Because I epilate, I'm practically an expert at dealing with ingrowns.
I think back on that day often, replaying the events in my head over and over, wondering how I could have made such a mistake.
The apartment was great: affordable, great location, all the amenities I needed. I even thought the spa shower (read: no tub) was kinda cool.
“You don’t even need a curtain,” said the landlady proudly. I glanced into the bathroom and continued on the tour.
I went on to sign the lease that day and have now lived for three years without a bathtub. THREE! YEARS!
Some of you may think I’m being melodramatic about this, but my fellow bath-time lovers out there are nodding their heads in sympathy. For me, taking a bath is very nearly a sacred ritual.
Freud would probably say that the experience is comforting because it recalls the womb. Meh. I think it’s something much more simple: During our hectic day-to-day, it’s rare to pause, unplug and just chill. It’s something special and--I didn’t realize until it was too late--necessary.
When I got my first job out of college at a magazine, my days quickly went from senior-year slacking to mounting stress. I started taking a bath each evening when I got home, and it was the perfect release. I’d put on some jazz or Tori Amos, light a few candles, and pick my bath product du jour. (Yes, some people really do this, and yes, rom-com characters and me count as some people.)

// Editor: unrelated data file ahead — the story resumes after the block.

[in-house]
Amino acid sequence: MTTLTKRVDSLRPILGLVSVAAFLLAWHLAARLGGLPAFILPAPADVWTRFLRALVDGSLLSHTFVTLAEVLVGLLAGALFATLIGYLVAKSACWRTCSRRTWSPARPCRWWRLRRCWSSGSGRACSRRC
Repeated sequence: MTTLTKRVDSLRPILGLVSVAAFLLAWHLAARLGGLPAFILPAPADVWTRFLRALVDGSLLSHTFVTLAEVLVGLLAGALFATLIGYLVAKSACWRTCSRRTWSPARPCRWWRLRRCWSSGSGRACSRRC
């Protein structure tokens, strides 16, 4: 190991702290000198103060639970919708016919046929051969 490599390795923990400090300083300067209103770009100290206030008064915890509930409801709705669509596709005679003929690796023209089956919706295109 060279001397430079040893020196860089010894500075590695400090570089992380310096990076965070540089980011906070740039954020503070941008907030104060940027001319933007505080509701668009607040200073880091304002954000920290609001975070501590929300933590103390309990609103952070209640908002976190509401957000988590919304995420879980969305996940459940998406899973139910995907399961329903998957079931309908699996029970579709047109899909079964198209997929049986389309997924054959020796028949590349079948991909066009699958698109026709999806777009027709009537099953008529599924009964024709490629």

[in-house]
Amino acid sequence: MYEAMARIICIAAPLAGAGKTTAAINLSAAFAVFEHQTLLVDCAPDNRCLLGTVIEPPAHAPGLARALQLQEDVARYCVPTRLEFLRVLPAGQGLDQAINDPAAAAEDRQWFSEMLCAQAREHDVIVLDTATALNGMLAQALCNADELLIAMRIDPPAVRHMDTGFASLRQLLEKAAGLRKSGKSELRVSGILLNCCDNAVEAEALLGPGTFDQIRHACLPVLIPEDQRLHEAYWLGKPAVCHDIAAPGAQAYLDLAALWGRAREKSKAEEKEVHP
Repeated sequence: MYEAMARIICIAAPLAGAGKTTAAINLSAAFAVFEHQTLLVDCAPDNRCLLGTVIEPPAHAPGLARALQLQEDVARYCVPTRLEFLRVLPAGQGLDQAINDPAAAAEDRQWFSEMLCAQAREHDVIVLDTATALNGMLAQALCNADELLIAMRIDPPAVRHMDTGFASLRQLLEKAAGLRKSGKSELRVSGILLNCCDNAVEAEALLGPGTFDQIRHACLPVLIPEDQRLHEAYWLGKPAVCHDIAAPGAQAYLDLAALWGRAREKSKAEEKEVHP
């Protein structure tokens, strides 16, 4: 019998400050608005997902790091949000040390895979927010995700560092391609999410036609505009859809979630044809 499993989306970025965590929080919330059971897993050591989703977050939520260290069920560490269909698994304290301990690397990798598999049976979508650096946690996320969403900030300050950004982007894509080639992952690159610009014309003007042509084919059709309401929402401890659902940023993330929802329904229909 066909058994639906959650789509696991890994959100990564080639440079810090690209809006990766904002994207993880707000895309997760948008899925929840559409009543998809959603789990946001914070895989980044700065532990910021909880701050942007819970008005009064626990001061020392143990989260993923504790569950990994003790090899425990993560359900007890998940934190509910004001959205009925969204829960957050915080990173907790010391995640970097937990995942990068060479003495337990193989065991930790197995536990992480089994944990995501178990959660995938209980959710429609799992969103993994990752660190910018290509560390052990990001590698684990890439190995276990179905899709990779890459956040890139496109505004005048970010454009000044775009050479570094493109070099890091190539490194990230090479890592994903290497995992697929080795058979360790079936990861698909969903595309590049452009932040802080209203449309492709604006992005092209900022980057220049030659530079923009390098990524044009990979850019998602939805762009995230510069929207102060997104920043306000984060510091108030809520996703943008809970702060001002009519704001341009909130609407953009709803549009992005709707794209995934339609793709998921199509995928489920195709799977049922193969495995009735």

I enjoyed experimenting with different oils, salts, “bombs,” etc. I’d climb in, lie back and breathe, trying to clear my thoughts. After 30 minutes or so, I could leave work behind and enjoy my evening as a much calmer, more centered version of myself.
It was a healthy way to take the edge off, and I find myself looking for substitutes these days.
Sometimes exercise can have a similar effect--surprisingly, since it’s kind of the exact opposite of a bath. I’m usually too tired for that, though.
Other times, my thoughts stray to the bottle of wine in the kitchen, and sometimes I’ll have a glass or two. But I don’t want to make that a daily ritual, and it’s just not the same.
So, lately, I’ve been trying to recreate that bathing experience I so miss.
I usually associate showers with getting ready. They’re more purpose-driven than a bath; the main practical difference being, I suppose, that you can’t wash your hair too well in a tub. But just standing under the showerhead, letting the warm water envelop you without worrying about shampooing, rinsing and repeating can have quite a restorative effect. (Seriously. Try it for five whole minutes.)
On the flip side, I’ve tried recreating all of the elements of my bathing ritual, sans water. I’ll lie on the couch or my bed, dim the lights, put on my music and meditate for a while. And if my fiancé and I both happen to be in the mood after that, it’s a pretty decent setup.
Also, when I’m visiting family and friends, I have no shame about squeezing in a quick bath at their places. They think I’m weird, but, they’ve always thought that.
Still, there’s one thing I just can’t do as well in the shower as I can in the bath: shave. (Expecting a three-syllable verb, were you?)
I used to shave my legs in the tub 99% of the time. When I’m in the shower, I don’t have my contacts in, the water washes the soap off too soon, and I just can’t do a good job. I always miss a patch or two. I hate that!
I realize that many women, however, are shower shavers. What is your secret, shower shavers?! If I could at least learn how to efficiently shave my legs, it would make the sting of my tub-less existence a little less harsh. And if you have any tips for making a shower super-relaxing, please bestow them upon me.